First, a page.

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Dual Boot Windows Support Page1: Question, will Windows allow me to dual boot between Windows~Me and Windows~XP. I would love to have both operating systems on my system so I can chose which one I want to use at boot time.
The answer is yes, I've installed Windows~XP on my 2nd HDD and left Win Me on the primary 1st HDD and everything is working great. It will also work just fine if you have Windows~ME on one partition and Windows~XP on the other partition on the same HDD.
A dual-boot or multiboot installation is an installation of Windows that leaves another operating system intact on your computer. When you start your computer, you can decide which operating system to run. In order to keep the versions of Windows separate, you install each in a separate partition.
Windows Setup Wizard can create a new partition if your hard disk has unused, unpartitioned space. It can install Windows into this new partition, leaving your existing operating system intact. You do not need to use a third-party partitioning program.
But, you may want to get a third-party partitioning program like PartitionMagic or BootIt NG to adjust the sizes of your existing partitions to make space for Windows. It's up to you. WinXpFix.com
Before you use the multibooting feature, you should consider the tradeoffs: each of the operating system (OS) uses valuable disk space, and file system compatibility can be very complex if you want to run Windows on one partition and an earlier OS on another partition. In addition, dynamic disk format introduced in Windows 2000 does not work with earlier operating systems. However, multibooting capabilities are a valuable feature providing the single-machine flexibility to run multiple operating systems.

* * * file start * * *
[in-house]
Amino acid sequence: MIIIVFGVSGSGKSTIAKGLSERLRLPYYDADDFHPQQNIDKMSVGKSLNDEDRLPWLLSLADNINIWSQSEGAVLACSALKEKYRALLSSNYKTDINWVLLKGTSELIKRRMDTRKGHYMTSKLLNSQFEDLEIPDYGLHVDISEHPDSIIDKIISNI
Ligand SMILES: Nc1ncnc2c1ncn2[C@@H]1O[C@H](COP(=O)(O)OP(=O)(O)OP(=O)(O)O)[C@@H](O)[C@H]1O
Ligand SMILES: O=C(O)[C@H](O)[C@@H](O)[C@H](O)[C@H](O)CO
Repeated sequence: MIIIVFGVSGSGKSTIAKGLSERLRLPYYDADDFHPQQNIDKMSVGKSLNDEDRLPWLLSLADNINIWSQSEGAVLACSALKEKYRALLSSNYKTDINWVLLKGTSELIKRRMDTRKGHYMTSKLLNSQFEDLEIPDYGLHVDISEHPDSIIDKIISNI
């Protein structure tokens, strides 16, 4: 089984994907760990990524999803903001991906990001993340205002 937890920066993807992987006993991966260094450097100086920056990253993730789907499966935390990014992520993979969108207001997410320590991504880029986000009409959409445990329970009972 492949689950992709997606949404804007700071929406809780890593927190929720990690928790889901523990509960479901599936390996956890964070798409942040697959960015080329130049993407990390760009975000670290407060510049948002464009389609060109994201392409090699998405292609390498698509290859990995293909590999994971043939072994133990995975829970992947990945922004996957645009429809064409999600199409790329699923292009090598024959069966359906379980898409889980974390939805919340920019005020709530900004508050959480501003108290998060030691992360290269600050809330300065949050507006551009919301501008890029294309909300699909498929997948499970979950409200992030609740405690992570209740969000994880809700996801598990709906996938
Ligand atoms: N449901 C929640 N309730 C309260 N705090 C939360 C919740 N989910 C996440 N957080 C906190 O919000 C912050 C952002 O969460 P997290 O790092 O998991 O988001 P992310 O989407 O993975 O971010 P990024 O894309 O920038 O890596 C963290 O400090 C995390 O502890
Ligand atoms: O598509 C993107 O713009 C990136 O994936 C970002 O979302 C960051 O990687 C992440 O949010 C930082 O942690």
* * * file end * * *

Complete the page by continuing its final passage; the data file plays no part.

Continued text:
Before you install Windows and an earlier version on the same machine, you must prepare your hard disk with different partitions.
When installing Windows on a new or reformatted hard disk, the Setup program typically does not partition your hard disk automatically. To create multiple partitions, choose Advanced Options during Setup and follow the instructions to create and name multiple partitions. You can also create partitions using Fdisk.
You can divide your hard disk into multiple partitions, and each partition can function as a separate logical drive. For example, logical drives C: and D: can both exist on the same hard disk, but function as separate disks. You should install each operating system on a different partition. Then install applications on the same partition as the operating system with which you run them. If an application is used with two different operating systems, install copies on both partitions. Placing each operating system in a separate partition ensures that it will not overwrite crucial files used by the other OS.
A basic disk can contain up to four partitions. Each partition can be formatted for use by a file system, such as FAT32 or NTFS.
In general, you should always install the most recent OS last. In this case, you should install Windows 2000 and then install Windows.
You can set up your computer so that it has multiple installations of Windows and Windows 2000 Professional. But, you must use a different computer name for each installation if the computer participates in a Windows 2000 Server domain. Because a unique security identifier (SID) is used for each installation of Windows on a domain, the computer name for each installation must be uniqueeven for multiple installations on the same computer. WinXpFix.com
Related: how to dual boot Windows and windows 7